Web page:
MAR 31, 2022 9:00 AM PDT

Light Exposure While Sleeping is Linked to Cardiovascular Issues

WRITTEN BY: Savannah Logan

A new study published in the Proceedings of the National Academy of Sciences has shown that light exposure while sleeping impairs cardiometabolic function. The study included 20 healthy adults who were randomized to sleep in either a moderately lit room or a dimly lit room. After only one night in the moderately lit room, participants showed an increased nighttime heart rate, decreased heart rate variability, and increased insulin resistance.

Perhaps counterintuitively, increased heart rate variability, or the time between heartbeats, is linked to positive health outcomes and lower stress. In essence, higher heart rate variability is a measure of your body’s resilience and adaptability to change. Decreased heart rate variability, in combination with increased heart rate, indicates that the nervous systems of participants in the moderately lit rooms were more active than they should have been. This likely leads to less restful sleep, which could add up quickly for those who consistently sleep in moderately lit rooms.  

Insulin resistance occurs when muscle, fat, and liver cells don’t respond effectively to insulin. Insulin is a hormone that helps control the amount of glucose (sugar) in the bloodstream, so insulin resistance can lead to increased blood sugar. Over time, this can lead to type 2 diabetes and weight gain.

Light exposure at night is known to reduce sleep quality and has been implicated in several negative health outcomes. To avoid light exposure at night, be sure to close the blinds and avoid leaving lights on. Covering the light from alarm clocks may also be a good idea, and some sleep experts even recommend covering or removing clocks from the bedroom to help with insomnia. If outdoor light is unavoidable, sleep masks and blackout shades can help. One author of the study noted that if you can easily see around your bedroom at night, it is probably too light.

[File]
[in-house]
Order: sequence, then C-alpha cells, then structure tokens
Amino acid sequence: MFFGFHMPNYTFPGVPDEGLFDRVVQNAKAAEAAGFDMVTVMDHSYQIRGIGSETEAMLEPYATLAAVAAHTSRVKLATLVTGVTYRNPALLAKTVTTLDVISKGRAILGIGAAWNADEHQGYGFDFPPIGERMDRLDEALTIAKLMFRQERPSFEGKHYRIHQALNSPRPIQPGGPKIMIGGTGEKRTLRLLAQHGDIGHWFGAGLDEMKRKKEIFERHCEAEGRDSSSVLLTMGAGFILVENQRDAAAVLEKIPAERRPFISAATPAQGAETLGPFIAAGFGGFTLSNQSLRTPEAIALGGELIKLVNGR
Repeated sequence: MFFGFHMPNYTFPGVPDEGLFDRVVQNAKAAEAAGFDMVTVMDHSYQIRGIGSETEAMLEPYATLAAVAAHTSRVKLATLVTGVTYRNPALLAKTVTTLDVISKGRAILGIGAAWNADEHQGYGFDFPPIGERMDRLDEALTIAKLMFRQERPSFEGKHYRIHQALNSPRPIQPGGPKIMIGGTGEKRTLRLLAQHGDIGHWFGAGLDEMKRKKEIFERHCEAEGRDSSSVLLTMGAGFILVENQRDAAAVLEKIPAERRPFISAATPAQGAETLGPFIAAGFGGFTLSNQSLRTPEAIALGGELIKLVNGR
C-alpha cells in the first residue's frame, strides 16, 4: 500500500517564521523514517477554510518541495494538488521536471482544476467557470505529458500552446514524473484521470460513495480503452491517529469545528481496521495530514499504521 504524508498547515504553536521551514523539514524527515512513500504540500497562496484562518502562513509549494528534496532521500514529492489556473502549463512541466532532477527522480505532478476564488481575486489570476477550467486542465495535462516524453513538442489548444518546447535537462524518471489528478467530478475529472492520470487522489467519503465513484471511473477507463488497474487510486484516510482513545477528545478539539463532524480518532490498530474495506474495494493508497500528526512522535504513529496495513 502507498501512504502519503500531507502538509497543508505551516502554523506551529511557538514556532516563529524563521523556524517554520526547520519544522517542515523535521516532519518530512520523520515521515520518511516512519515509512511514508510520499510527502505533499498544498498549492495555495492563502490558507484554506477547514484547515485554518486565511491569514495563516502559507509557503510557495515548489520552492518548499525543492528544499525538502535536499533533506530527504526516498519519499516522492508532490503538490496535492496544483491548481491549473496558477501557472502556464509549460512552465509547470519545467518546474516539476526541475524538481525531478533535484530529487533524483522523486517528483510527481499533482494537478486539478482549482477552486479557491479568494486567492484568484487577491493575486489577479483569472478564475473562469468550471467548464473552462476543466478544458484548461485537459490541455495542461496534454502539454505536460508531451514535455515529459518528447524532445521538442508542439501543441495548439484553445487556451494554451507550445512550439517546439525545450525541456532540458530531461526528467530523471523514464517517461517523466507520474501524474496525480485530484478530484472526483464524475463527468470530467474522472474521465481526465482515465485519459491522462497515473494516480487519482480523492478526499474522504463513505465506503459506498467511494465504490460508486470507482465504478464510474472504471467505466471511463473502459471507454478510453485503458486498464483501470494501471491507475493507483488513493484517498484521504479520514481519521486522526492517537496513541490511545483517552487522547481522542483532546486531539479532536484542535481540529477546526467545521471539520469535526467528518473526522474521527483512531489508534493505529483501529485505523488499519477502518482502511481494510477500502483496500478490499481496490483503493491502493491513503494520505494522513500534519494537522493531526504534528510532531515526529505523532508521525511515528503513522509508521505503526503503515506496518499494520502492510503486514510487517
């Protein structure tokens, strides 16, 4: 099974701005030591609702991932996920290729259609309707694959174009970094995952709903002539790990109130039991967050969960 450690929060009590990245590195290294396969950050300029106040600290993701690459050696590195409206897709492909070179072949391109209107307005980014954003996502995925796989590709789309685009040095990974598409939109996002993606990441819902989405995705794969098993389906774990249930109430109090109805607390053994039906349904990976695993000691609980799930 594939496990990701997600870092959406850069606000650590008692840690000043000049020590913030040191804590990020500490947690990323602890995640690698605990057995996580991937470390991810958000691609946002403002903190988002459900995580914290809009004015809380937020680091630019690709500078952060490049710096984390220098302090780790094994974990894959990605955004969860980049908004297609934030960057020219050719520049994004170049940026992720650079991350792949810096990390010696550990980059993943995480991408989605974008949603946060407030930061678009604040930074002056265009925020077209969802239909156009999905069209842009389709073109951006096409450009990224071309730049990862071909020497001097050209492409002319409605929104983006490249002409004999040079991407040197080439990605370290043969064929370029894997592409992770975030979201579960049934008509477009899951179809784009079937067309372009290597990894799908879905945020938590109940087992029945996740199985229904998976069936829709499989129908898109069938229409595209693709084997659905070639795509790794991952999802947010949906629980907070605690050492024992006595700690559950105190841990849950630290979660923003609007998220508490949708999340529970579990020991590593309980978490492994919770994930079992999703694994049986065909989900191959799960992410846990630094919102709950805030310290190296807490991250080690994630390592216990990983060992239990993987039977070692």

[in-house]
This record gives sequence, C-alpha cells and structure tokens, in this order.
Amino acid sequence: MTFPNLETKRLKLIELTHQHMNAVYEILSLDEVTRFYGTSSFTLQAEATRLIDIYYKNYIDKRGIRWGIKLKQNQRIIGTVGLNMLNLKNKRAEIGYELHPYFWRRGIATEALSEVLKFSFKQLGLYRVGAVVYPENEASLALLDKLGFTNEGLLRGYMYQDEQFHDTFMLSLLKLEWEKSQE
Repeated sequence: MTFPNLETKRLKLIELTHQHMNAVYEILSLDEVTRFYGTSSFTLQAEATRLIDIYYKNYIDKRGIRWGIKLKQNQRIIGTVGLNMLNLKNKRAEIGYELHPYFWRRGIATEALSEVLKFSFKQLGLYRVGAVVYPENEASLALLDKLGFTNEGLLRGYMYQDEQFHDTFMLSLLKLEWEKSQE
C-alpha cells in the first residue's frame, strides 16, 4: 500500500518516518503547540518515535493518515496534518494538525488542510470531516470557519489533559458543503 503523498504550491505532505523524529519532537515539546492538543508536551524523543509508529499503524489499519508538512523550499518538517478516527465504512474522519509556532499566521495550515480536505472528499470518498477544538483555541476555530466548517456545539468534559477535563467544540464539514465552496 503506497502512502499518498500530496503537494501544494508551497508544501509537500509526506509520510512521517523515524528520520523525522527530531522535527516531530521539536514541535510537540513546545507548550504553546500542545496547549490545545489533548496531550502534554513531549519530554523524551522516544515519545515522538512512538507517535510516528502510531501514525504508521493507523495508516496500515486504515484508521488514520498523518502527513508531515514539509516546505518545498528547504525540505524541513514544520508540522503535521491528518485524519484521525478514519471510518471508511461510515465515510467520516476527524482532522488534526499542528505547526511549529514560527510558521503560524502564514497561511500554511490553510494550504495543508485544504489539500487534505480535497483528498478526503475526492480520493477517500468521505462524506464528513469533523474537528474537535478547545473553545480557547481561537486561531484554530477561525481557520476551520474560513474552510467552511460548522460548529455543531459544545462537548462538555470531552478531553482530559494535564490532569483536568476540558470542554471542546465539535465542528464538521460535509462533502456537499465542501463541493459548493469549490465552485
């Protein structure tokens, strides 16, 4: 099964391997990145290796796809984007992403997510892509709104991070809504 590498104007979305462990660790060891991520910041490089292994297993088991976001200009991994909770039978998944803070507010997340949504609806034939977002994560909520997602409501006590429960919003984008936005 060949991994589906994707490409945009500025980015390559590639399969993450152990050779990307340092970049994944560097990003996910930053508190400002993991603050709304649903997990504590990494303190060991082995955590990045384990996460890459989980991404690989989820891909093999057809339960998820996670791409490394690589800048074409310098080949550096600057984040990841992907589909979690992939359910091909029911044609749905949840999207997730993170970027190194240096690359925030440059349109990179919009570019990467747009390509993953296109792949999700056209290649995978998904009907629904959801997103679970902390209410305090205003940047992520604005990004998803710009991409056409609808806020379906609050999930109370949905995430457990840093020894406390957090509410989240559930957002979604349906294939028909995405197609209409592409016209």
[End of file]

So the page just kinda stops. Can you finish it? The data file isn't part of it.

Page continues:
Sources: PNAS, Sleep Foundation, Cleveland Clinic, Clinical Advisor, Science Daily

About the Author
Doctorate (PhD)
Savannah (she/her) is a scientific writer specializing in cardiology at Labroots. Her background is in medical writing with significant experience in obesity, oncology, and infectious diseases. She has conducted research in microbial biophysics, optics, and education. She received her Ph.D. from the University of Oregon.
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